We were a little late leaving Inverness and did not arrive in Ardgay until 1300, by the time we were on our way it was approx. 1330. Not to worry as the all-in total time to get to Ullapool was 4.5 hrs so 5.5hrs in total to our camp for the night. I had built in the contingency plan of either The Old School House (19.45-mile point) and or Knockdampf (26-mile point) Bothies.
Prior to departing I hooked up my BOB trailer and posed for a picture with the bike stood up by itself using the support of the weighted trailer to prevent it from falling over. In hindsight I subsequently believe this bent my hangar resulting in 3 miles down the road a gear indexing conundrum. Bike and trailer were setup and tested the day before with the indexing fine. After 25/30 minutes of fettling and very slowly visually realigning the hangar and resetting the cable I managed to get it indexed. Lesson learned there to never allow the trailer to support the bike at an angle.
So, we cracked on and followed a simple difficult to get lost route. We entered Croick Estate stopping to take pictures along the way. The BOB trailer was handling superb and tracked well. I was super pleased with my purchase. On one of our stops, I lay the bike and trailer down on the track, when I lifted it, the skewer dropped out on the non-drive side wedging the rim of the disc against the underside of the brake pad. Again, another lesson learned to select angled ground to rest your setup on and also to take control of the trailer and rear seat stay of your bike placing your foot on the rear tyre acting as wedge when lifting back up. All useful learning points.
Shortly after continuing and around 1530hrs we were caught in a persistent rainstorm, we still had another 10 miles or so to go until reaching our second stop of The Old School House. On arrival were drenched and getting eaten alive by the mighty midge. Our appetite for continuing and sharing a tent albeit the excellent MSR Hubba Tour Two (with its own substantial admin area porch) was somewhat washed out. So, we elected to stay overnight in the School House and discussed plans for the next morning.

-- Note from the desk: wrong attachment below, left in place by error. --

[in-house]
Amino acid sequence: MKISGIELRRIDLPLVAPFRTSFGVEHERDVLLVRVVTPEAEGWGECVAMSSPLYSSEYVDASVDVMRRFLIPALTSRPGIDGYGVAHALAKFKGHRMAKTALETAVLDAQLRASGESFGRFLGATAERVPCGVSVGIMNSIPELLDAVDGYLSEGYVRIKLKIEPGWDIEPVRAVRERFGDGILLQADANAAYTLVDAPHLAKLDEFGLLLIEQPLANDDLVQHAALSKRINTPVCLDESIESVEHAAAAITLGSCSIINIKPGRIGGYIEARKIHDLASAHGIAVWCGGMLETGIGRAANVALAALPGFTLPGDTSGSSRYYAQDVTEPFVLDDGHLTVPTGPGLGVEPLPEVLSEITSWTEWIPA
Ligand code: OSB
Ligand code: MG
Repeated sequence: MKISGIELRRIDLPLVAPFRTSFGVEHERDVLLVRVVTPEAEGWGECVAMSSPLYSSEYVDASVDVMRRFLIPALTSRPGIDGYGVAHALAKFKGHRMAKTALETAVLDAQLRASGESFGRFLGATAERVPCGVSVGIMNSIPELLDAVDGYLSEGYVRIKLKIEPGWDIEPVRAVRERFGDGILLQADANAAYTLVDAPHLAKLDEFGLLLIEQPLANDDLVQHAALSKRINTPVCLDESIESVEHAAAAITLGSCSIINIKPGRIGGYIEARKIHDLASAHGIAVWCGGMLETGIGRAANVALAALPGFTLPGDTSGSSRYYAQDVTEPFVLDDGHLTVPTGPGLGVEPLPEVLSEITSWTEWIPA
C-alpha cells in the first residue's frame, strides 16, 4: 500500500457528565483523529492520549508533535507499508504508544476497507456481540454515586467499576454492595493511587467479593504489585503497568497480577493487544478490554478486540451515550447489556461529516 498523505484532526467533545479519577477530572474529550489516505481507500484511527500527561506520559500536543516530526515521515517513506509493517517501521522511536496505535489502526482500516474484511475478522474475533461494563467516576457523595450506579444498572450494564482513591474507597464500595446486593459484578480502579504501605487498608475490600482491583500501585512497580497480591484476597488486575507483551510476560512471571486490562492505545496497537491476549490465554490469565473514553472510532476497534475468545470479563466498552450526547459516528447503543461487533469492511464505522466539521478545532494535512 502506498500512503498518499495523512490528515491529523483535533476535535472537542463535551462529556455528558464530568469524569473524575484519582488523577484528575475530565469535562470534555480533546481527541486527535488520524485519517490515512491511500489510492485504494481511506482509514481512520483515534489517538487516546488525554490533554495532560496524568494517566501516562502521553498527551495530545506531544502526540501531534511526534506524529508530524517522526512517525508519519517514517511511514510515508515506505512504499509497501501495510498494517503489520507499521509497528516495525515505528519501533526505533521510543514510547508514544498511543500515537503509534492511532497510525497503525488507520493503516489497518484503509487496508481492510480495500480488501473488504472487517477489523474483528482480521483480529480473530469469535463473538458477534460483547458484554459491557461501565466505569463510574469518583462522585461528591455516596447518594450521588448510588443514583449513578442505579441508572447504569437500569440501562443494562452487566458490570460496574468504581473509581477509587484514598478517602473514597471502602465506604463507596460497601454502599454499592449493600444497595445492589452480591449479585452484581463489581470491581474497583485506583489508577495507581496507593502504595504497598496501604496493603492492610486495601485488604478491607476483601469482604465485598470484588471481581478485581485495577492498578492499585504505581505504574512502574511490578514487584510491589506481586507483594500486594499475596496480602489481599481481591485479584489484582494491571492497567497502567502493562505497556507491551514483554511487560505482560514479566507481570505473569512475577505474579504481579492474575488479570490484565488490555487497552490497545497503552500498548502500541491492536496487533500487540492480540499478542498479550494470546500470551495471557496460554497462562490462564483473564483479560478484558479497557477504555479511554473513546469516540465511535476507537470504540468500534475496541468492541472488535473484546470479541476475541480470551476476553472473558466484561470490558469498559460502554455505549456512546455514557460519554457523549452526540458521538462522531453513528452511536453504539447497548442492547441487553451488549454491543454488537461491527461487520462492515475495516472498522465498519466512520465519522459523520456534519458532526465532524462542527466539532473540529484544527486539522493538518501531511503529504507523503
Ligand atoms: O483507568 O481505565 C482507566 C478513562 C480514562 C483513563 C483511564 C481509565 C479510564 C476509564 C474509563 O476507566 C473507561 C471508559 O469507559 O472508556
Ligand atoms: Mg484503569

On working out the timings and even if we went light scales from the Old School House it would still amount to 50 miles of mountain biking followed by collecting our kit before cycling the remaining 20 back. A big day indeed, so it was agreed to break camp the next morning and head back to Adrgay, leaving the Coast to Coast and return for another day.
There is a stretch with no mobile phone or data signal so you must have alternate communications and a robust check in/late back procedure. Be sure to take a physical map and not rely on OS online. We caried open network mobile VHF radios which most services and farm/ land managers use. There is function on it that cycles through every channel until it finds one in use that is in range. Useful to know in an emergency whilst out in a remote area.
A non-technical trip that fulfilled all criteria for a short expedition utilising two different setups. I found the BOB trailer fantastic and something I intend to make full use of. It was the first time I was able to carry my pack on the trailer and it felt very nice, allowing me to look around more and enjoy the scenery. The Bike bags also proved to work well, being able to carry all of Jules kit. The usual issue of a swinging saddle bag was mitigated by using a securing strap to hold both roll mat and saddle bag together around the pannier rack. It was not top heavy, however, I would recommend a full frame bag if you can, as this will allow for heavier items you have to be placed more centrally close to the Bottom Bracket.
Overall, a very successful overnighter in a stunning part of the Scottish Highlands. I look forward to doing this route again at a time of year with less midge.
Strava route profile going East to West.